Eating Dirty promotes eating whole foods that are nutrient dense and properly prepared. Our Batch Cooking Guides all reflect these standards.
Foods as they are found in nature… in and on the dirt! These foods have not been processed, stripped, denatured, sterilized, and made “clean.”
For example: Baked potato vs frozen tater tots
Nutrient density is obtained through eating a diverse range of whole foods. The level of nutrients in your food is a direct reflection of how and where plants and animals are grown and what they eat - You are what you eat… and what you eat eats! Whole foods retain higher concentrations of vitamins, minerals, microbes, and water than their processed counterparts.
For example: Organically grown and still dirty vs grown in treated, sprayed soil and washed before arriving in your store
Preparing your own meals at home from whole food ingredients and with proper cooking techniques ensures that you are supplying your body with the most nutrient dense sources of food available to you.
For example: Potatoes sautéed in organic and/or grass-fed butter vs deep fried french fries in canola oil
Eating dirty is not a “fad diet” or trendy way of eating. So often when you read about “clean” or “healthy” eating, certain foods are demonized while others are praised as “super foods.” Eating a wide array of properly prepared, nutrient dense, whole foods supports your physical health, mental health, and emotional wellbeing.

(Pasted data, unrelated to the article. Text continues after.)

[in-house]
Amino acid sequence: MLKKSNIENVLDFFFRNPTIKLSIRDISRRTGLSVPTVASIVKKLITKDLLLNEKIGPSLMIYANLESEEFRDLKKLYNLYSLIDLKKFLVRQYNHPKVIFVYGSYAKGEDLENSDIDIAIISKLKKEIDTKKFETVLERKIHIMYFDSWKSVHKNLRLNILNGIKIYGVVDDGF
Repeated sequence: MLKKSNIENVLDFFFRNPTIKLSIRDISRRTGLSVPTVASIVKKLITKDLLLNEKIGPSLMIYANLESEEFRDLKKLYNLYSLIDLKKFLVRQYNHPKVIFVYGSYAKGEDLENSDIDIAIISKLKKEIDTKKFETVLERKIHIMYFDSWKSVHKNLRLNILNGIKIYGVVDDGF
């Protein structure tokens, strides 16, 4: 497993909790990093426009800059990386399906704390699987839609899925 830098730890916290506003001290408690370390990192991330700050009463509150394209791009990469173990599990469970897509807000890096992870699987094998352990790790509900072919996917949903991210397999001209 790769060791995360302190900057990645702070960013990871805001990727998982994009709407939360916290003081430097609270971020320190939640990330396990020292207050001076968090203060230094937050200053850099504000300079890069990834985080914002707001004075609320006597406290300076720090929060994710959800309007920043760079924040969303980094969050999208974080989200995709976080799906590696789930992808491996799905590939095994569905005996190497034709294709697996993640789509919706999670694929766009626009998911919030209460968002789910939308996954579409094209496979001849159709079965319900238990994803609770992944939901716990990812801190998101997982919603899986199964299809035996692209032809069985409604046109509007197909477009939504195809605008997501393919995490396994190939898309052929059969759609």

Eating dirty also acknowledges that life is sometimes messy and you rarely have time to prepare each meal fresh, minutes before eating it. In response, we came up with a quick and dirty way for you to eat well at each meal, every day.
Follow our weekly Batch Cooking Guides.
Grow your own food, shop at local farmers markets, or purchase foods mostly from the perimeter of the supermarket.
Eat a wide variety of plants and animals.
Purchase local, organic, grass fed foods whenever possible.